The Caretaker

This is the person who takes care of the addict, the guy in prison, the wounded soul (who won’t do therapy), the ill one, the one who was jilted by his ex, the list can go on and on. You know who you are, male or female. I often see the caretaker in therapy and they will mention their role by name. This photo found here on the Internet portrays this role best.

What I often say to this person is: “Who is taking care of you?” The reply so often is a shy “No one.”

It is difficult because the caretaker’s other name is often martyr. Some of the people I have met could truly be called a saint as well. It is amazing what these people have done for others. Yet being a caretaker means we are letting go of ourself. It means that we are sacrificing our needs for the needs of someone else.

Is if fair to you to give up your life for another? What does this mean when you give up on yourself and give to another instead? I see it as a person who has low self-esteem. Often the caretaker is giving to another, what they really wish someone would give to them. It is often so obvious that I will say to the person “You really wish [name of the receiver] would do [this act of service] for you don’t you?” and they will say “Yes.” I will also say “No one was ever able to be there for you as a child and give you [this love, devotion] did they?” and they will say “No.” very sadly.

Caretakers were abused or neglected as children in one way or another. They may have received much love and attention by a grannie or auntie caretaker but because they were abandoned by their mother/father or both need to take care of another – still wishing to have the love they never received from their parent.

Unfortunately the people whom caretakers give to are unable to give back equally what is being received or gladly bestowed upon them. Caretakers generally are dealing with users or takers or if the person is sick, it is impossible for them to return the amount of support being granted to them.

What is important for caretakers, is that they do something to take care of themself. What happens when we give and give is that our body will step in and say “Hold on a minute!” The body begins to collapse from all this weight that the mind has usurped or decided was their burden. This is an example of the mind-body connection. Therefore caretakers will become depressed, eat too much (or choose another vice), and/or develop a dis-ease within. The body will do something to react to all the emotional battering that is being imposed. Think of the suffering couple where both are ill but one is more ill than the other (illness can be anything). This is when the martyr surfaces. “I have [insert illness], but who is going to take care of [insert name], if I am not here, so I have to take care of them anyway, no matter what.” What they are saying is, I am sick but my needs are secondary to that of my loved one.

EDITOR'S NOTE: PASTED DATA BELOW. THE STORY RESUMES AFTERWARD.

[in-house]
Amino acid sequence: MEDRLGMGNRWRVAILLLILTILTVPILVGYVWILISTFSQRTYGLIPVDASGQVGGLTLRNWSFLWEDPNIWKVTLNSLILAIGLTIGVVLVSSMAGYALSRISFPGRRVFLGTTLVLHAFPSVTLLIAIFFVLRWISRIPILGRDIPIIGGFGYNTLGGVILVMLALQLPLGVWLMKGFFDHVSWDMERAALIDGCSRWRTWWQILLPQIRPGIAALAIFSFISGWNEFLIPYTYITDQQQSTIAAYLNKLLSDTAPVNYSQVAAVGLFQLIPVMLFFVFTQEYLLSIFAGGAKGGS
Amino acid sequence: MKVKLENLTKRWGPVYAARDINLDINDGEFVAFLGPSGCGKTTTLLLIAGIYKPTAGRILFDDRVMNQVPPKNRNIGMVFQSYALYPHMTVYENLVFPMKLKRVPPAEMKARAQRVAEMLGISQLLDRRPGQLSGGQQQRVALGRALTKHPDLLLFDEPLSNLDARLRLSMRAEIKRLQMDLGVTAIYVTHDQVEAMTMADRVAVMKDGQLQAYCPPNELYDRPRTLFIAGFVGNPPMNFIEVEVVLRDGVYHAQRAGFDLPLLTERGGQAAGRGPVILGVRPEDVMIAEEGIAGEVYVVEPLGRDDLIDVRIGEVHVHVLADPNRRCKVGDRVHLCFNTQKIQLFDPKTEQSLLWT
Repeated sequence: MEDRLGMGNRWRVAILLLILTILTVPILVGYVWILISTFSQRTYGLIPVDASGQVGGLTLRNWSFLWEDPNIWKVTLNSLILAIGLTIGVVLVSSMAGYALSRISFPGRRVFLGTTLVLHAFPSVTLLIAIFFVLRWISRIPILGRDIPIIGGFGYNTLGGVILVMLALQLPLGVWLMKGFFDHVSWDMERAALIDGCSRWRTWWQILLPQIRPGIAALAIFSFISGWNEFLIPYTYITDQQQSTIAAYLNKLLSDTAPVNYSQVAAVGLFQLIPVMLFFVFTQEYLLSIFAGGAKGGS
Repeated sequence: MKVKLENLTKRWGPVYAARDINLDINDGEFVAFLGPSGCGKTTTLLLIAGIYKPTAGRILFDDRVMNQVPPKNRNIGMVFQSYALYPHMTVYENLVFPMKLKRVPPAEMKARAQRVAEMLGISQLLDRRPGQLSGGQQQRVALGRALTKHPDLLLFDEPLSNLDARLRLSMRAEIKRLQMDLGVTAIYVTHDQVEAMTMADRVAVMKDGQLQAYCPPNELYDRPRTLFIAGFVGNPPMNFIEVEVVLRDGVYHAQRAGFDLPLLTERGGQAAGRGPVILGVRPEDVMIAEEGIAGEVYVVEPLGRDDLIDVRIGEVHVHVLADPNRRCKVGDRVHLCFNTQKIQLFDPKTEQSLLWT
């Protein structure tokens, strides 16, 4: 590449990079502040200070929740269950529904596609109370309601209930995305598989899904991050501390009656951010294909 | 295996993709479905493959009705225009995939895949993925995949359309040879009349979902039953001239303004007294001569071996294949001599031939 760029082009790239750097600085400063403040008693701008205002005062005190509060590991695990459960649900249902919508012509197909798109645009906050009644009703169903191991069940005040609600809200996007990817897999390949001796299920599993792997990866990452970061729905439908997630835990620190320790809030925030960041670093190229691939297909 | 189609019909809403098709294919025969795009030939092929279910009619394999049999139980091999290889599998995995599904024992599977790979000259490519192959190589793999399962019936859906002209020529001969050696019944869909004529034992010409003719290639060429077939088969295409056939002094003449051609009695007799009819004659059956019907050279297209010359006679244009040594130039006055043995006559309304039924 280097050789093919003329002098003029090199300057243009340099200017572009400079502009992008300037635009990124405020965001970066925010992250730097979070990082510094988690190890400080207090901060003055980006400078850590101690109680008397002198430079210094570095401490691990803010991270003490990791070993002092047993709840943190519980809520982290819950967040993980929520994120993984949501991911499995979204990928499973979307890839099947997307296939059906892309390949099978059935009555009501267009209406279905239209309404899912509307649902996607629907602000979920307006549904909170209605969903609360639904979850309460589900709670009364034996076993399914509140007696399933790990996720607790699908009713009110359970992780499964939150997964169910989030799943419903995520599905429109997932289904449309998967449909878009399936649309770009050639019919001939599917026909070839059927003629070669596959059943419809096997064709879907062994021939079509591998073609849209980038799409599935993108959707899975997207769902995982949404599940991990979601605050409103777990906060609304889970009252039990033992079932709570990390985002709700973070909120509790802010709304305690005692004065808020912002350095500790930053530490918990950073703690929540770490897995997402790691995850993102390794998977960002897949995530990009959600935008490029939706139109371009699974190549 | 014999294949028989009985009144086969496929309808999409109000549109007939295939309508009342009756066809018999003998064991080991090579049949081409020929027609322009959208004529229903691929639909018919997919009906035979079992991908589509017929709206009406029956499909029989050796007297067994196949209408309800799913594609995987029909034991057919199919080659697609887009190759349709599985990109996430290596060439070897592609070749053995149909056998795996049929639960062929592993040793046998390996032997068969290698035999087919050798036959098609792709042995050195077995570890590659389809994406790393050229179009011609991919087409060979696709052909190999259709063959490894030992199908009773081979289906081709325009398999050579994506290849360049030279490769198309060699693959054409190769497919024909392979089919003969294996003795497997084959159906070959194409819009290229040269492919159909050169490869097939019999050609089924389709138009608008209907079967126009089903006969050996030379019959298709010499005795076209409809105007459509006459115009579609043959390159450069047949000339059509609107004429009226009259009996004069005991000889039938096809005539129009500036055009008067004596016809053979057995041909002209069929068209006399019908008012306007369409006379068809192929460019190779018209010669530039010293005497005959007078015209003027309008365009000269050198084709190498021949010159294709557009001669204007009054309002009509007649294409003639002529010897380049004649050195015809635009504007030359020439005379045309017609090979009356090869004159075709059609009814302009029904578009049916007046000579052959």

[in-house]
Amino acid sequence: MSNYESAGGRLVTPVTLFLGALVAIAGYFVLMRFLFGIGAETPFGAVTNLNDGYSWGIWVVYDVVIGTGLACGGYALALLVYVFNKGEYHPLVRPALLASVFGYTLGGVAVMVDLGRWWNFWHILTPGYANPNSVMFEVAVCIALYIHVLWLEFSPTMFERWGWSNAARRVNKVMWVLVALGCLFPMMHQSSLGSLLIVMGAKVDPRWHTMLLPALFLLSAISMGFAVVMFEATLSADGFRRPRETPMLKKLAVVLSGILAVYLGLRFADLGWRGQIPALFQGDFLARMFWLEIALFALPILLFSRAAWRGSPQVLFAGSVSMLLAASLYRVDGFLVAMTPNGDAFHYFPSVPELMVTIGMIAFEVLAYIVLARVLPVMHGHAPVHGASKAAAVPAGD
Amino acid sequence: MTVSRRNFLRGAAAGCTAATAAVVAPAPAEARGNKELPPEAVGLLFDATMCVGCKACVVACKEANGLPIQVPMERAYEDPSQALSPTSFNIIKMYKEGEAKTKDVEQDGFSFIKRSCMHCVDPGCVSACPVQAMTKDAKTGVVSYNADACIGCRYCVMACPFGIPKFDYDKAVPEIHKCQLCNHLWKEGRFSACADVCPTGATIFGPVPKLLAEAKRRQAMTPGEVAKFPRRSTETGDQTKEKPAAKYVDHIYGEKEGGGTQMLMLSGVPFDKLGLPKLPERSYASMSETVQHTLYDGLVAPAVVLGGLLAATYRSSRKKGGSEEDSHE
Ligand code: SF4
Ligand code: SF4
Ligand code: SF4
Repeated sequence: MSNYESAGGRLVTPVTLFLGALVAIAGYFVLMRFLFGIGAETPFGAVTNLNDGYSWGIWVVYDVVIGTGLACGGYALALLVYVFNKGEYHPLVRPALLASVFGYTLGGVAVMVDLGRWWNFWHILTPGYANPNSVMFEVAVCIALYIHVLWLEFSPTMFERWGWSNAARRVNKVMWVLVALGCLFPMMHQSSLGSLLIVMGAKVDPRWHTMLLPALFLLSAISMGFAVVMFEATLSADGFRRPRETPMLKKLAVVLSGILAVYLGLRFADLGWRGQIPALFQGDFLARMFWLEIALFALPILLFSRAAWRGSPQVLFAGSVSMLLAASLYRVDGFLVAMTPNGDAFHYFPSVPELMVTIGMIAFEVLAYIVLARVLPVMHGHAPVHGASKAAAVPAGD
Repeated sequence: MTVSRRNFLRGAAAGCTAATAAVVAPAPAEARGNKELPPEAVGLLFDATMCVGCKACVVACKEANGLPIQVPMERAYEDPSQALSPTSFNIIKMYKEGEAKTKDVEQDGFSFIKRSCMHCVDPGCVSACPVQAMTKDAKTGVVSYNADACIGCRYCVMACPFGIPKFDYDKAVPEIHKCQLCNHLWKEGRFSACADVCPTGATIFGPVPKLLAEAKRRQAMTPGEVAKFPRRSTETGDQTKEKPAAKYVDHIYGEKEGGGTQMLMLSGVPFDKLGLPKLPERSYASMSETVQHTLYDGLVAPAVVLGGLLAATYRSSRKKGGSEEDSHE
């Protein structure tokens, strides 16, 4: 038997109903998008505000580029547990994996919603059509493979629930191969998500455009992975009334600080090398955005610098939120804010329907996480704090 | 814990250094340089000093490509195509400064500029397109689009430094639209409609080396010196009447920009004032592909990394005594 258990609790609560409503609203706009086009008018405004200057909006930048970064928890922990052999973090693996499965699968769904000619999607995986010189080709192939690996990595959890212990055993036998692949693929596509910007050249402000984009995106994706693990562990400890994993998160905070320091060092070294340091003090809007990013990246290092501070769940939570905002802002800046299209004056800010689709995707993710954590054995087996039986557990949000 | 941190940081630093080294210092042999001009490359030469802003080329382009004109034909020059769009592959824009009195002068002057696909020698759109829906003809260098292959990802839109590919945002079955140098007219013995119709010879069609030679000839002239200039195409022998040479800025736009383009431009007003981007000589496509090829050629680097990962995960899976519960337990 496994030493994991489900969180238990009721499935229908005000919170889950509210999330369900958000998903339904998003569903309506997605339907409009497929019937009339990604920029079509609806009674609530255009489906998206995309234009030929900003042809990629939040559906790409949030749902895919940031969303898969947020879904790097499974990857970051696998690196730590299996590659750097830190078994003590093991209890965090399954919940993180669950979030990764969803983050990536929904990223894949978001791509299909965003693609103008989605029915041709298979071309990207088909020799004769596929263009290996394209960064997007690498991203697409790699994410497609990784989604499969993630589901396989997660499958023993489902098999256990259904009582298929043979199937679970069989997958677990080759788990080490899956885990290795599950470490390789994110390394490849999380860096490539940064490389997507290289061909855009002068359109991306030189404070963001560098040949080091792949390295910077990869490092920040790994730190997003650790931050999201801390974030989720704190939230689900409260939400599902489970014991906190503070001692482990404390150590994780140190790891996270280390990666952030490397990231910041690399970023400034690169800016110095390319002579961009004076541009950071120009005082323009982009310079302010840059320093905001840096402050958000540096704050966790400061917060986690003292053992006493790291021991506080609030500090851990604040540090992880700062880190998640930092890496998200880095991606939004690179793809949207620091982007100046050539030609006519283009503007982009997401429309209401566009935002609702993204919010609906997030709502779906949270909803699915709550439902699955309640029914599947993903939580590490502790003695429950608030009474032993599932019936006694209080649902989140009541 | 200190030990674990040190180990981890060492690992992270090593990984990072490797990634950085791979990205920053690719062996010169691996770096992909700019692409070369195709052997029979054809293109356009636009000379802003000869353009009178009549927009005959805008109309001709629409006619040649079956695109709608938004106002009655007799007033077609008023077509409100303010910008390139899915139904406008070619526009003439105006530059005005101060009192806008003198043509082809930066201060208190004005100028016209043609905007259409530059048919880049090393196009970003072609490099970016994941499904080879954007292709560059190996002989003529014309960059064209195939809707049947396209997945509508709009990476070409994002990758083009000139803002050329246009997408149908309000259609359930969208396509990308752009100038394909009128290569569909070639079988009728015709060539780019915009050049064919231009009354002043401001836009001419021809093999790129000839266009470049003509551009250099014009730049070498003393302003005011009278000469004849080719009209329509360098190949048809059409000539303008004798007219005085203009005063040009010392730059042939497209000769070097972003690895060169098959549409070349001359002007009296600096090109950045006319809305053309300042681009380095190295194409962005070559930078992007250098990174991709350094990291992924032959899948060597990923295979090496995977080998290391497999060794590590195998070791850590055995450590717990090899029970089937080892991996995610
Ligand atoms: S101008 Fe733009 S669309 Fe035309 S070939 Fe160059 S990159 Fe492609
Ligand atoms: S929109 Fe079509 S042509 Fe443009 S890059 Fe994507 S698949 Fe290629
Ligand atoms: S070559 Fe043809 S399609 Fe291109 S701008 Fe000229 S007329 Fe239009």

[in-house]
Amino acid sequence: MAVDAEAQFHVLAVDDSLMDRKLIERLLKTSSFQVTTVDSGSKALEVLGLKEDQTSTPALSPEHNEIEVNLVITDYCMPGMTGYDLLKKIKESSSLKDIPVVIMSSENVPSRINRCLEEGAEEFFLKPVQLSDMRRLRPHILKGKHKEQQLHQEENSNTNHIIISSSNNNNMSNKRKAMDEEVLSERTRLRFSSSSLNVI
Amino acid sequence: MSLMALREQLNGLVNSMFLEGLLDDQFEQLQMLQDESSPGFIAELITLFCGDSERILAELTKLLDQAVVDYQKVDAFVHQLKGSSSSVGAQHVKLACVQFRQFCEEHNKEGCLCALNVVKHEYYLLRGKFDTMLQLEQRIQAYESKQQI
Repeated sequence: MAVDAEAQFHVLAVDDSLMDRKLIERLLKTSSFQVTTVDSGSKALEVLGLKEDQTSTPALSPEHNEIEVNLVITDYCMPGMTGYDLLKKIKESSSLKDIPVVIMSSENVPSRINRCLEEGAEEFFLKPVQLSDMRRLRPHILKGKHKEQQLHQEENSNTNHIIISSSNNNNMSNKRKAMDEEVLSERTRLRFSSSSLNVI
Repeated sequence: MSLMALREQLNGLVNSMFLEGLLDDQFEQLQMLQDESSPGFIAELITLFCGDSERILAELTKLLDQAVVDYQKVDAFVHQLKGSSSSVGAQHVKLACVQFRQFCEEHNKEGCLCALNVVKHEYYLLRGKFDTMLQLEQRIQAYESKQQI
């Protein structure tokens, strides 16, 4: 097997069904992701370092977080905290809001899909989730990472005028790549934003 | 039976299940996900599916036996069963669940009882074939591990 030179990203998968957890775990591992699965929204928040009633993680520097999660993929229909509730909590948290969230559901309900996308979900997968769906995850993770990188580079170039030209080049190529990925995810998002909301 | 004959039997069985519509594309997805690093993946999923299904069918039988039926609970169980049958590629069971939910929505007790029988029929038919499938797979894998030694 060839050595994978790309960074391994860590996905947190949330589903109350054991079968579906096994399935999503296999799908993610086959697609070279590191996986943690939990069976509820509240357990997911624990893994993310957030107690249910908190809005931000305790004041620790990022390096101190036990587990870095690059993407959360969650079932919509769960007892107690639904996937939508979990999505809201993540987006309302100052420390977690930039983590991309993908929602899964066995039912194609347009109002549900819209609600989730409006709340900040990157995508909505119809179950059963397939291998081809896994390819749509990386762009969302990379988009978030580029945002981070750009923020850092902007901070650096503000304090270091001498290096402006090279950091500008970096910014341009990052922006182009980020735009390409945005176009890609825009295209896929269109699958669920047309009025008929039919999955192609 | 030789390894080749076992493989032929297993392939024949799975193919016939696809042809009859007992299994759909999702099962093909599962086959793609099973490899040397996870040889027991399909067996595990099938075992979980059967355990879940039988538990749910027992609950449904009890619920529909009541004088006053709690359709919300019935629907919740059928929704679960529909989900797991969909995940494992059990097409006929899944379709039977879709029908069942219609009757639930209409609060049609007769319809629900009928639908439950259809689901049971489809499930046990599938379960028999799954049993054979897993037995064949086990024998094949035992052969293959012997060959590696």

Is this you? The caretaker is an exhausting role. I have known the caretaker to die before the ill one (or the most neediest). Sometimes this can just be too much for the body. I have known caretakers to go through physical and emotional abuse, just for an addict.

We can’t all be Sister Theresa. It is sweet and altruistic but no one cares. Often the taker or user is so caught up in what you are offering they expect it but they don’t sit in humble gratitude. The more ill person can’t be grateful if they are too sick to think of anything else.

Psychotherapy helps as a first step in healing or at least being conscious of this role we are taking on. Often my caretaker clients have already been to the doctor or psychiatrist if they are ill or in need of psychotropic medications. Caretakers don’t usually neglect their medical needs; they just see them as secondary to the one they are caring for most. It also helps to set aside time for yourself (the caretaker). You need your space, a place to re-organize, strengthen, heal. Victims of abuse rarely get this right and it is more about working toward letting go (separating from the batterer) rather than finding space. No matter what, it is important to acknowledge the role you are taking on and ask for assistance. Even if no one – out there will help you – professionals will. It is our job to support you and help you to know that you are NOT alone.

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